As solar energy becomes more popular and available to the average homeowner, we often answer some of the same questions for our customers. Here’s a list of some of the most common questions about solar energy and their answers.
1. What is solar energy?
Solar energy is energy taken from the sun’s rays to generate electricity. It’s a 100% renewable resource that creates power quietly and cleanly.
2. How do solar panels work?
In simple terms, a solar panels is made of a semiconductor material like silicon, as well as phosphorous and boron which create conductivity within the panel and activate the movement of electrons. The electrons move across the cell and into the electrical circuit when they are activated by the sun.
3. How much can solar energy save me?
It depends on the size of the solar panel array you install and your energy needs, but many people find they significantly reduce your bill, and possibly eliminate it. With the newly created SRECs in the Connecticut, you could even make money if you produce enough power.
4. Can I finance solar panels?
Absolutely. We are affiliated with a bank that can help you secure instant financing.
5. Where are solar panels installed?
In most cases, the panels are placed on the roof. However, this might not be best for your property if you roof doesn’t see much sun. Our designers will develop a plan that’s right for your circumstance.
6. Do solar panels need to be maintained?
Solar panels require very little maintenance because there are no moving parts. The only breakable piece is the glass that covers the cell. This needs to be kept clear at all times. Inspect them regularly (especially after a storm) to make sure the glass hasn’t broken. If it snows in your area, you have to clear it off the panels.
7. Do I have to clean the panels?
Yes, but cleaning is easy. Do not step on the panels and attempt to wipe them off; this could break the glass. Use a special pole tool with a spray to rinse them off while you stand on the ground.
8. How many solar panels will it take to power my whole house?
This depends on the number of people in your home and how much energy you consume. The average home uses 9,000 Kilowatts per year, which is about 24,000 watts per day. You would need about 30 panels to stop using power from the grid. But you don’t need that many panels to save money. You could install as many panels as you like.
9. Can I install solar panels myself?
Many people think they can install solar panels themselves, but they need to be installed by professional technicians who understand the panels and how to integrate them to your home’s circuits.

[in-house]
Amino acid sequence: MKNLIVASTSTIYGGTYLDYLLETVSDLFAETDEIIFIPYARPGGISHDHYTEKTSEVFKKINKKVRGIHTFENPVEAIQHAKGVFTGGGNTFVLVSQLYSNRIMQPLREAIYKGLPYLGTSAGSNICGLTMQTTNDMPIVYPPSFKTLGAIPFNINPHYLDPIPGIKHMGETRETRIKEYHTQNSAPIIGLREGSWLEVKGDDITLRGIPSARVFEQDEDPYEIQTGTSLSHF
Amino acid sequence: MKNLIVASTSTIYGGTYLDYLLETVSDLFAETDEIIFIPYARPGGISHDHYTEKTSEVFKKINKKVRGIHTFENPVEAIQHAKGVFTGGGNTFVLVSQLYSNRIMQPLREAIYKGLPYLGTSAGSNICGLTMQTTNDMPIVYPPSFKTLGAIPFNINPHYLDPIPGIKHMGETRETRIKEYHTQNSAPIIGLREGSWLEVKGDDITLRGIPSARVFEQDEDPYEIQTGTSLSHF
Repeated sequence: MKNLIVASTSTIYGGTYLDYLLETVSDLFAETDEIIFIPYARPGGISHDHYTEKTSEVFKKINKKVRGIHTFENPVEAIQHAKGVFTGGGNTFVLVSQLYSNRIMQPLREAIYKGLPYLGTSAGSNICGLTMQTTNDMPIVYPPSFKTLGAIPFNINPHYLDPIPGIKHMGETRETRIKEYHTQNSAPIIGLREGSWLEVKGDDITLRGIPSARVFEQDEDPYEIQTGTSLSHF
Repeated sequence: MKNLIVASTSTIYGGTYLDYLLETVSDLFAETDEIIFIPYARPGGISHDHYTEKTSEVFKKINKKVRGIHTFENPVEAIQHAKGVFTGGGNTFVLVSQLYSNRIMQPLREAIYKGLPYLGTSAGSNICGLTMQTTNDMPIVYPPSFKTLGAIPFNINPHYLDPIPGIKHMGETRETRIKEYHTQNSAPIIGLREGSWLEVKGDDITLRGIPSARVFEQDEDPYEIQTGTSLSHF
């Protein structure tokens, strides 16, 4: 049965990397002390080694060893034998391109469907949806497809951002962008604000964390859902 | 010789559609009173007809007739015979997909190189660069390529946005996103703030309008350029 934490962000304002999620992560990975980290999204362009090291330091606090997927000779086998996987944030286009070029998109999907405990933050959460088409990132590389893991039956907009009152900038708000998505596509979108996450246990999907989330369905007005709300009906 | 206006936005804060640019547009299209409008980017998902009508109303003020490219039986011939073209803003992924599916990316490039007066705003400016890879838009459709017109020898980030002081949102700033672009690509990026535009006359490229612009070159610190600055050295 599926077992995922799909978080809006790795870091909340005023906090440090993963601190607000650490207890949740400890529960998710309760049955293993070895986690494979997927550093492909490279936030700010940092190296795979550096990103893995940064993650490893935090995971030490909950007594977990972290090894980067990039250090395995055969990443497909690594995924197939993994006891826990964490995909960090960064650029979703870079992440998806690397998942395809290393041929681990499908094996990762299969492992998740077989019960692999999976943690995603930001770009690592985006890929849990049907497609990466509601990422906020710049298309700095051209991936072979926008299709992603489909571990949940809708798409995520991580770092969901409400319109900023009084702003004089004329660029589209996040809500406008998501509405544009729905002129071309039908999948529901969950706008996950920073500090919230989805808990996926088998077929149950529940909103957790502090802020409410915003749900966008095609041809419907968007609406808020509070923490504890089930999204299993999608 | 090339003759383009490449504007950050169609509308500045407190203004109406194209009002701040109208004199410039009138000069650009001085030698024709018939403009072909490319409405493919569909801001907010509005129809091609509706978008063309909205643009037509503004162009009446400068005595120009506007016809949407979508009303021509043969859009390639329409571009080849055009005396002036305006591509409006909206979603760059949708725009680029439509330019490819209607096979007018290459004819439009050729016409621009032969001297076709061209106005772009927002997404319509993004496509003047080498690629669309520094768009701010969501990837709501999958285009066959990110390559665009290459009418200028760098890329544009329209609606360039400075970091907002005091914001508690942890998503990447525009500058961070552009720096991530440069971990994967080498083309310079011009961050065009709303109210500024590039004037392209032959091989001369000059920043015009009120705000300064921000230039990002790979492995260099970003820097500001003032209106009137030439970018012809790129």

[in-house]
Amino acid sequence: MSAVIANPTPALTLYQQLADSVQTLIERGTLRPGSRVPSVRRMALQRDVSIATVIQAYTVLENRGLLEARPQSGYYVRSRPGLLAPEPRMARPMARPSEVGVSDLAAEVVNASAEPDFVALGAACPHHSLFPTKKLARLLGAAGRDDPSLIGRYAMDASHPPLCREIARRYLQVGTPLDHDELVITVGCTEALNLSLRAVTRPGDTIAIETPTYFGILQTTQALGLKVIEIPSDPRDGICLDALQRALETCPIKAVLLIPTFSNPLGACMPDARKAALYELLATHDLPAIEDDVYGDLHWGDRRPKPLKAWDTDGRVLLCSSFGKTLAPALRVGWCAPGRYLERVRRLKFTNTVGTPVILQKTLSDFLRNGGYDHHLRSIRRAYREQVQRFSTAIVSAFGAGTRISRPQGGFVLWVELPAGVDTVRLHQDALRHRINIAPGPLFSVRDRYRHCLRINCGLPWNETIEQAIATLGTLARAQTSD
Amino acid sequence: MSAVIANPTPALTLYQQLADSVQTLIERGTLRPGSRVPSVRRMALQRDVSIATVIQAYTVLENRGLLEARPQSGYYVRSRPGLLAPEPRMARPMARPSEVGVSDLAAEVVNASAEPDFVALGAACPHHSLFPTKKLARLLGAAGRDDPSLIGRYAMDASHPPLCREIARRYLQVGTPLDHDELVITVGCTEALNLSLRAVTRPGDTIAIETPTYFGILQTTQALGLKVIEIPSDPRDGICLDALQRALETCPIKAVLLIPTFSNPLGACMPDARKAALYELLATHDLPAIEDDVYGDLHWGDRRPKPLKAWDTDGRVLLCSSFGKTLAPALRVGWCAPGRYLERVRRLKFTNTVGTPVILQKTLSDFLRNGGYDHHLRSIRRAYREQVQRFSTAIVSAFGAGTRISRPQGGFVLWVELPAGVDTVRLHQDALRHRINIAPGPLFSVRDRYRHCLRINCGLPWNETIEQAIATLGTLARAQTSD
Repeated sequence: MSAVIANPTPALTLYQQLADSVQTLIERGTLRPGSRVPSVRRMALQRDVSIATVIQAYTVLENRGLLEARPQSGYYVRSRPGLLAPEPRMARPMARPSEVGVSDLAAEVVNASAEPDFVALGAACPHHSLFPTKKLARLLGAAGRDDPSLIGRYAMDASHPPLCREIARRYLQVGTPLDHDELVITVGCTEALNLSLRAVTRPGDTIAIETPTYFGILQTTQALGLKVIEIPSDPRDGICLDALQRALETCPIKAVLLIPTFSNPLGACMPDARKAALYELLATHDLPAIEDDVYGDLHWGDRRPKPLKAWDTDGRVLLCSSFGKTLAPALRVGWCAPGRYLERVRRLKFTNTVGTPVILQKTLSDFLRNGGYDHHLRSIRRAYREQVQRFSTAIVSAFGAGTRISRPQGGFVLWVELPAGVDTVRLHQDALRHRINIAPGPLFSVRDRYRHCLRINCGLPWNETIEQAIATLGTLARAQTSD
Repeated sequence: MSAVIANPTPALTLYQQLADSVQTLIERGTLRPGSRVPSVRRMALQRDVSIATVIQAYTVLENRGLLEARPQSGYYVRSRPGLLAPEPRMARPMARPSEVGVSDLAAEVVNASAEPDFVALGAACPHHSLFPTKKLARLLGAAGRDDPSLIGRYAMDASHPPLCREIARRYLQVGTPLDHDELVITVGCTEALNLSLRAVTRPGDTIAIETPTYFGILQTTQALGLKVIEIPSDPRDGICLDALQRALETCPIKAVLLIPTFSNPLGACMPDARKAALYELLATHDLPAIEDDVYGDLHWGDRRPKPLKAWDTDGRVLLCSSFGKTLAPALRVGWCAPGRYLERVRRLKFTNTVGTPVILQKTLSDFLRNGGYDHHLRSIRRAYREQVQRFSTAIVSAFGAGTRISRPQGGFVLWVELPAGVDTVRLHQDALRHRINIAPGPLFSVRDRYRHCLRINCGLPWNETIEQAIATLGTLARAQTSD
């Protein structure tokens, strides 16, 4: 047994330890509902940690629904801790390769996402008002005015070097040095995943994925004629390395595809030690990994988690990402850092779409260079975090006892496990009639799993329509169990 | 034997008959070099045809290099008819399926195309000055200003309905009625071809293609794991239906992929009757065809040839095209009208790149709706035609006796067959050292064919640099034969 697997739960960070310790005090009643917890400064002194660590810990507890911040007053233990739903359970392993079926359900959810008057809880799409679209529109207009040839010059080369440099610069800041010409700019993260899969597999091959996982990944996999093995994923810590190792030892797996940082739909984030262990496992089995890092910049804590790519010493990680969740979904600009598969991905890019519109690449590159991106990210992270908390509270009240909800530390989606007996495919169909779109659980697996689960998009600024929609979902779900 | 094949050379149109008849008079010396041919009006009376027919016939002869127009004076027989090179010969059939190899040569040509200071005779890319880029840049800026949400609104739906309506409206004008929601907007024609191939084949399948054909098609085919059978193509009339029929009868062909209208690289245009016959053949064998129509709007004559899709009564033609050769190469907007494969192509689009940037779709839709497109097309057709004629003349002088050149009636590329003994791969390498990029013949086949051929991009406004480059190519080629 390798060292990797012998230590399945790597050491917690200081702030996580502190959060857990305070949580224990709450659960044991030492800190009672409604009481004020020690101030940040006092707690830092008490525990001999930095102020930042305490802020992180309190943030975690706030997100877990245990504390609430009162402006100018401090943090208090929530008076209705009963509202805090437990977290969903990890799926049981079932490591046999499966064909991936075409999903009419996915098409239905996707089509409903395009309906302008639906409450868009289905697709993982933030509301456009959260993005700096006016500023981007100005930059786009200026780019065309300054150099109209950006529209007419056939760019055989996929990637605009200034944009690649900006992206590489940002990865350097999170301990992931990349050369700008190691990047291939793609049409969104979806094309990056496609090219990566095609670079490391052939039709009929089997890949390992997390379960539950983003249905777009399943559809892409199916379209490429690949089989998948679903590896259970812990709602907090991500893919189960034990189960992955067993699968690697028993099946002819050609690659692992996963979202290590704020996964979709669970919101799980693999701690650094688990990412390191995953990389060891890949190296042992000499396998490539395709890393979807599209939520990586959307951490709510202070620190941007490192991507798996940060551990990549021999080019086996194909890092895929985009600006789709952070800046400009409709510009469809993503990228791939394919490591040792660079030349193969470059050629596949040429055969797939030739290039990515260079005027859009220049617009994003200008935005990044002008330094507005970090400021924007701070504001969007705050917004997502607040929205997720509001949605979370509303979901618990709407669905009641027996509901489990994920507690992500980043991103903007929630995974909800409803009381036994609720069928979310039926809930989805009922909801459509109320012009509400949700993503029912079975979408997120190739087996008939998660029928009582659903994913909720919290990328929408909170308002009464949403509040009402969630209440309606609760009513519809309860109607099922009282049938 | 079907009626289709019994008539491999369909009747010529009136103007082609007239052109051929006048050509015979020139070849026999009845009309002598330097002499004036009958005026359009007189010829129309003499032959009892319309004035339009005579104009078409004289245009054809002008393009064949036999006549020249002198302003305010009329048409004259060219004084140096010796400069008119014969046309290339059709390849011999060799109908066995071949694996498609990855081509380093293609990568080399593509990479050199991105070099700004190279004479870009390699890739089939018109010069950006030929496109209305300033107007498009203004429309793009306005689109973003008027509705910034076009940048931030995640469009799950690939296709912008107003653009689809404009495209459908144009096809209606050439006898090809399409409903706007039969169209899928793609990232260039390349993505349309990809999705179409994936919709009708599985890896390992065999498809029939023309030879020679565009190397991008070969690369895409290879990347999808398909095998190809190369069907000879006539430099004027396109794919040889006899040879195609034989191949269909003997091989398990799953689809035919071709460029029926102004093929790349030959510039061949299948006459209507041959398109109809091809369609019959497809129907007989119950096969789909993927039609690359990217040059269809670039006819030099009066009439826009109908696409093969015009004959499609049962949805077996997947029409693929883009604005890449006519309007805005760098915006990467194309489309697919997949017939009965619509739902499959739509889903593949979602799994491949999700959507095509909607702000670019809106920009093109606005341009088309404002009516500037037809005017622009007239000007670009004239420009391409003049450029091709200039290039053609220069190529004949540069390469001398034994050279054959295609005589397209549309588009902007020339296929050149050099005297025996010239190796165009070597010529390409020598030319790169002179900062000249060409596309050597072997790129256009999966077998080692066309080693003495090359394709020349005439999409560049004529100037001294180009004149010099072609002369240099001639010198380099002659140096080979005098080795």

10. How long do solar panels last?
Most manufacturers offer a 25 year warranty on all solar panels. However, they last much longer than this if you keep them well-maintained (which, like I said above, is easy). There are reports of people getting as much as 40 years out of their panels.
Written by Joe Chenoweth, President of Smart Roofs
Located in Trumbull, Connecticut, Smart Roofs offers premier solar panel installation and roofing services in Connecticut. Smart Roofs provides quality roofing and solar services to Fairfield County business and homeowners. Their talented roofing and solar teams will design a solution that fits your needs and sticks to your budget. They can help you reduce and even eliminate your monthly electric bill, all while raising the value of your home. Using tax benefits and recently-created SRECs, solar panel installation is more affordable than ever.
Contact them to find out how much you could save and get paid. Receive a free $50 Home Depot or Target gift card with an in-home assessment.
For more information, please visit smartroofsct.com.
Interested in writing a guest blog for Smart Roofs? Send your topic idea to email@example.com.
All data and information provided on this site is for informational purposes only. Smart Roofs makes no representations as to accuracy, completeness, current-ness, suitability, or validity of any information on this site and will not be liable for any errors, omissions, or delays in this information, or any losses, injuries, or damages arising from its display or use. All information is provided on an as-is basis.